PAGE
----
ASHEVILLE, N.C. (ABP) -- A dangerous thrill-seeking practice commonly called "the choking game" is claiming hundreds of teenage lives as it crosses the line from dangerous to deadly.
No one knows how many children die from practicing this "game," which goes by many other names such as tingling, pass out, suffocation roulette, funky choken, airplaning, blackout and rising sun, because there is no subcode for it on death certificates. Accidental deaths from the choking game often are ruled suicide. Statistics, such as they are, come from media reports and the shared sorrows of suddenly bereft parents who find each other.
The choking game restricts oxygen by strangulation, either self-administered or by another participant, until the player passes out. As the player regains consciousness he or she experiences a dizzying "high."
The dangerous game can go horribly wrong as it did for 12-year-old Connor Galloway Oct. 18, 2007. His mother, Michele, found him hanging by a belt from his loft bed, his feet dangling a quarter-inch from the floor.
As soon as the Galloways gained control of their grief, they created an organization they call Connor's Heart to alert parents, teachers, churches and young people of the game's widespread practice -- and its danger. "Heart" stands for Help Eliminate Adolescent Risk Taking.
The Galloways, both teachers, spoke during a breakout session at the 2011 Cooperative Baptist Fellowship of North Carolina annual meeting in Asheville March 26.
The Galloways four-fold goal is to build an informed community; to educate people who will be "Connor's Coaches" to help young people sort through the flood of information and influences they must process every day; to make Connor's Heart a "respected, independent source of information;" and to find a way to track and connect committed and broken-hearted parents and others who are working for behavioral change.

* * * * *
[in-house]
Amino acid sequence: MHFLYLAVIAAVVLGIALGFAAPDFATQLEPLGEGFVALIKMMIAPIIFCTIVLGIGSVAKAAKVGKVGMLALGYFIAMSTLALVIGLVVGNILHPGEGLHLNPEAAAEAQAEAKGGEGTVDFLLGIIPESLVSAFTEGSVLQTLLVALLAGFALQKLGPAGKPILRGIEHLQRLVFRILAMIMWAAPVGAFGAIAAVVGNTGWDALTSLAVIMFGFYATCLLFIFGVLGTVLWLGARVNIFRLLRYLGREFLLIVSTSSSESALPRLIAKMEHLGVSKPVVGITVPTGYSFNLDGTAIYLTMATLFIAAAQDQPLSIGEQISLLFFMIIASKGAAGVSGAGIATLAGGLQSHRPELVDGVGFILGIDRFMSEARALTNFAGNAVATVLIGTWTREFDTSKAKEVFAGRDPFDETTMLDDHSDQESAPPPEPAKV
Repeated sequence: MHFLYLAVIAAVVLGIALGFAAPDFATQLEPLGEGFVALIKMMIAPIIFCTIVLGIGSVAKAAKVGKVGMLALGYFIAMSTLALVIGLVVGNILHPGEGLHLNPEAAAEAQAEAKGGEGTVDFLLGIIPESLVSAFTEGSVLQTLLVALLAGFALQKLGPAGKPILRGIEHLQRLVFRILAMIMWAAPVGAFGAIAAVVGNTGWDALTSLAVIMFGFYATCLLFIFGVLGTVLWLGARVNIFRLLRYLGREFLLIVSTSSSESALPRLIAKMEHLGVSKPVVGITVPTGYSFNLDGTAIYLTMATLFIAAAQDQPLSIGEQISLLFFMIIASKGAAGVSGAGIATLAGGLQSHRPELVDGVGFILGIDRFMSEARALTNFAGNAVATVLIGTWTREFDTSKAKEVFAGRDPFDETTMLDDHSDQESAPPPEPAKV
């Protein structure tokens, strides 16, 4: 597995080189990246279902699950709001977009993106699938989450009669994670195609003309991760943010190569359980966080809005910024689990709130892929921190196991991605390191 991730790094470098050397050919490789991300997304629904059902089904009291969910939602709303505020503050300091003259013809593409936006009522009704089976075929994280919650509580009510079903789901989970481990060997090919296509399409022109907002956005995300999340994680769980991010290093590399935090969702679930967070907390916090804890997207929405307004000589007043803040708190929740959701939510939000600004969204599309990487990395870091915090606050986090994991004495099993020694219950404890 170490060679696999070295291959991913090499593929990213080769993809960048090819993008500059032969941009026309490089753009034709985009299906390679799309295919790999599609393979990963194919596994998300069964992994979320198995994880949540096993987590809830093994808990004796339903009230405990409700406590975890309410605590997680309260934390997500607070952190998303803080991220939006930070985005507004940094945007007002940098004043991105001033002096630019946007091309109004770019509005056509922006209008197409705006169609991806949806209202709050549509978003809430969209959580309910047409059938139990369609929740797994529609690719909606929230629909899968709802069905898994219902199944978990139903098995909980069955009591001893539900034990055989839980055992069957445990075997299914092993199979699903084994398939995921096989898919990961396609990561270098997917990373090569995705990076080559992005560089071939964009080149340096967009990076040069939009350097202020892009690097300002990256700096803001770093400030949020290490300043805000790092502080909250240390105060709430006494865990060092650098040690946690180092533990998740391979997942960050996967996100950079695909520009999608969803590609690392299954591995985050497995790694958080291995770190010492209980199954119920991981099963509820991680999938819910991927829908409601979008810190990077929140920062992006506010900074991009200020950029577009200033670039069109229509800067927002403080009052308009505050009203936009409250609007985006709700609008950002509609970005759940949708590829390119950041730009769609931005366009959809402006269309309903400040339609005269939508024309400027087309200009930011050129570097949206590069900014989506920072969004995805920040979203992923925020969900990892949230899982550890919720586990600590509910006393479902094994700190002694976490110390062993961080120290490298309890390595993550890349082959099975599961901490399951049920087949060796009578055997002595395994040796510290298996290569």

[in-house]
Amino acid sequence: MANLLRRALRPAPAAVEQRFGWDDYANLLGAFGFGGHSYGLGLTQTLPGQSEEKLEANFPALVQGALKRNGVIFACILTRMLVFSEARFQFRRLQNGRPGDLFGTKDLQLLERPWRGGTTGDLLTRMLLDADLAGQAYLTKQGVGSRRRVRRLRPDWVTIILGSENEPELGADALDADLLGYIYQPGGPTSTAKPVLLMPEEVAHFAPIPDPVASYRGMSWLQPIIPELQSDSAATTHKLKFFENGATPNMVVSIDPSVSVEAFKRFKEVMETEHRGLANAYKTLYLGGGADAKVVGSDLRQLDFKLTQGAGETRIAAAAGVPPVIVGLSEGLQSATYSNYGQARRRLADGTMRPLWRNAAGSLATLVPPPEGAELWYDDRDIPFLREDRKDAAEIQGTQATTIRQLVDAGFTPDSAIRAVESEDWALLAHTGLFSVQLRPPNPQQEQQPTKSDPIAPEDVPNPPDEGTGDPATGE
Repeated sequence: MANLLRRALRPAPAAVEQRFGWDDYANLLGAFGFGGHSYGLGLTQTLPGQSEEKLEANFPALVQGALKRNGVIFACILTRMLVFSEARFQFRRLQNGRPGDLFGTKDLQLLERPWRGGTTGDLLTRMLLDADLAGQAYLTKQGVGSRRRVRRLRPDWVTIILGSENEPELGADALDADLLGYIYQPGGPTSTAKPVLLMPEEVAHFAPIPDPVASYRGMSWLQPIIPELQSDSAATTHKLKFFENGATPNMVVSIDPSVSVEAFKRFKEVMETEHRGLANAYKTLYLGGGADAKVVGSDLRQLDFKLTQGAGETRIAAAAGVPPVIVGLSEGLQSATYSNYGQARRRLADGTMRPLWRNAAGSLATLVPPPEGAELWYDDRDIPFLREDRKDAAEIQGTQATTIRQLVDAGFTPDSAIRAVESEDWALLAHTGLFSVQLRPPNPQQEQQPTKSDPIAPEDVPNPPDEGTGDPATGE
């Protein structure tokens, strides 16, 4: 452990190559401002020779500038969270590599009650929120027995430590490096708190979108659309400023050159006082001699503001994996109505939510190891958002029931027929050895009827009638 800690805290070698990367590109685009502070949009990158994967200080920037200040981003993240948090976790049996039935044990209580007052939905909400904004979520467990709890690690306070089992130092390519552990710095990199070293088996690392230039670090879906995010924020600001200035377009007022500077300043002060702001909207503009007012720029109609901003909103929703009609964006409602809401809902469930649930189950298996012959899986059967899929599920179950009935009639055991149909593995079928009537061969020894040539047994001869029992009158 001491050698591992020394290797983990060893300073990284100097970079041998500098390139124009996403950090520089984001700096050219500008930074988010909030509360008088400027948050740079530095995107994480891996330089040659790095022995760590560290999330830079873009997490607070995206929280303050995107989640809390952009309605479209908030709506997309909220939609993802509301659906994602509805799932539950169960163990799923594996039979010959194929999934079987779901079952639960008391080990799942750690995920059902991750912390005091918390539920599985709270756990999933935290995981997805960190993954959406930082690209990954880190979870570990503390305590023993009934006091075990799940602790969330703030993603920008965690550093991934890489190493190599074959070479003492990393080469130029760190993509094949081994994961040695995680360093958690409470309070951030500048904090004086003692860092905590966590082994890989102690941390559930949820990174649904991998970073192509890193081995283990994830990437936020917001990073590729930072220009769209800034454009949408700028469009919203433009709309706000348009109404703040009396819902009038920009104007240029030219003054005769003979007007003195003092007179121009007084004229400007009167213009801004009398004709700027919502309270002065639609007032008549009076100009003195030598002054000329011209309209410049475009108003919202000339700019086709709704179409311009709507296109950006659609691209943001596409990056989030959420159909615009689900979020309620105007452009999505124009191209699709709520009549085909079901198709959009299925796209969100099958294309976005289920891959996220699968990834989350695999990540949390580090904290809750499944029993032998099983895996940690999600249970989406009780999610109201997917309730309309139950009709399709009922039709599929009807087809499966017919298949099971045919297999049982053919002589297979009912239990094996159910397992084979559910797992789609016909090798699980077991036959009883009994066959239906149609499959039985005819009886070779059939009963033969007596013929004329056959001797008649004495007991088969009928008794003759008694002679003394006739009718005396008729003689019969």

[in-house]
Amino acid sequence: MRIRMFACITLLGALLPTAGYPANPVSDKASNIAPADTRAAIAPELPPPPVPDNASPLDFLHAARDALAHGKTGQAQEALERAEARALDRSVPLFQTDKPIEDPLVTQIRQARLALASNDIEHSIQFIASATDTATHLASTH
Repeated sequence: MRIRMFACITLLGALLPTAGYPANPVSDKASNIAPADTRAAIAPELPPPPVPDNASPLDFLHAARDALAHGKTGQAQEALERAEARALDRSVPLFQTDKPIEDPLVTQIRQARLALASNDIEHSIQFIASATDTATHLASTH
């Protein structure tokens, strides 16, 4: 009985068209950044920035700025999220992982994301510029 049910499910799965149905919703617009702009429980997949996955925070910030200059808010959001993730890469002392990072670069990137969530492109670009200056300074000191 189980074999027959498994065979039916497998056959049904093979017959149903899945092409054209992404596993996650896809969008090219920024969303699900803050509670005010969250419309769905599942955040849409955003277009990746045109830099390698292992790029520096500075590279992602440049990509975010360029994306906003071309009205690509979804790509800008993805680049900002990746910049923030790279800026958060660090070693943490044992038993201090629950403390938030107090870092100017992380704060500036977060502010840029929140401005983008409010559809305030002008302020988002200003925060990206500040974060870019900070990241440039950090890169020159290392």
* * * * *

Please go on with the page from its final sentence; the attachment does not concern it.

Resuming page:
They also are advocating for better funding for health education. On the annual youth risk behavior survey from the U.S. Centers for Disease Control, for instance, there is no question about the choking game or about prescription drugs.
The Galloways want to double their efforts to present to 2,000 students this year, to emphasize that "your decision making matters" and teach them how to make better decisions.
"There is no end to the conversation with kids about decision making … about the things out there that can affect their health, and their life," said Connor's father, Dale Galloway.
Connor Galloway was a typical choking game player, the Galloways learned, as police discovered many kids at his school who participated. He was not depressed, was a good student, active in church and an athlete, the kind of kid who demonstrated none of the typical behaviors of a troubled adolescent.
The Galloways -- who have met grieved parents from all over the world whose children died similarly -- said the choking game is almost a "good kid's way to experience what it's like to get high."
The omni-present video capability via cell phones or pocket sized cameras to film and post choking events to the Internet accelerates the practice, which has been transferred from a previous generation. One 50-year-old teaching assistant the Galloways met said she did it as a teenager.
"It became clear to us that if we were going to try to make something positive happen as a result of our son's death the only thing we could do is talk about it," Galloway said. He knows he is raising awareness, but is frustratingly uncertain if behavior change results.
Michele Galloway, who asked Connor about red marks around his neck just days before his death, said warning signs that a child may be participating in the choking game are bloodshot eyes, marks on the neck, frequent severe headaches, increased irritability or hostility, ropes, scarves or belts tied to bedroom furniture or doorknobs or knotted on the floor, or the presence of dog leashes, choke collars and bungee cords. Connor explained the red marks as irritations from his football pads.
The Galloways, members of Cullowhee Baptist Church, are willing to speak to any group. A DVD they've produced on the choking game and risk behaviors has been distributed more than 1,400 times. Their website is www.connorsheart.org
Connor died from the choking game, but his death could have come from any number of risky behaviors teenagers engage in, Galloway said. He said Connor's death was preventable but, "Until we know what drives the risk behavior, we're constantly behind on prevention."
Norman Jameson is reporting and coordinating special projects for ABP on an interim basis. He is former editor of the North Carolina Biblical Recorder.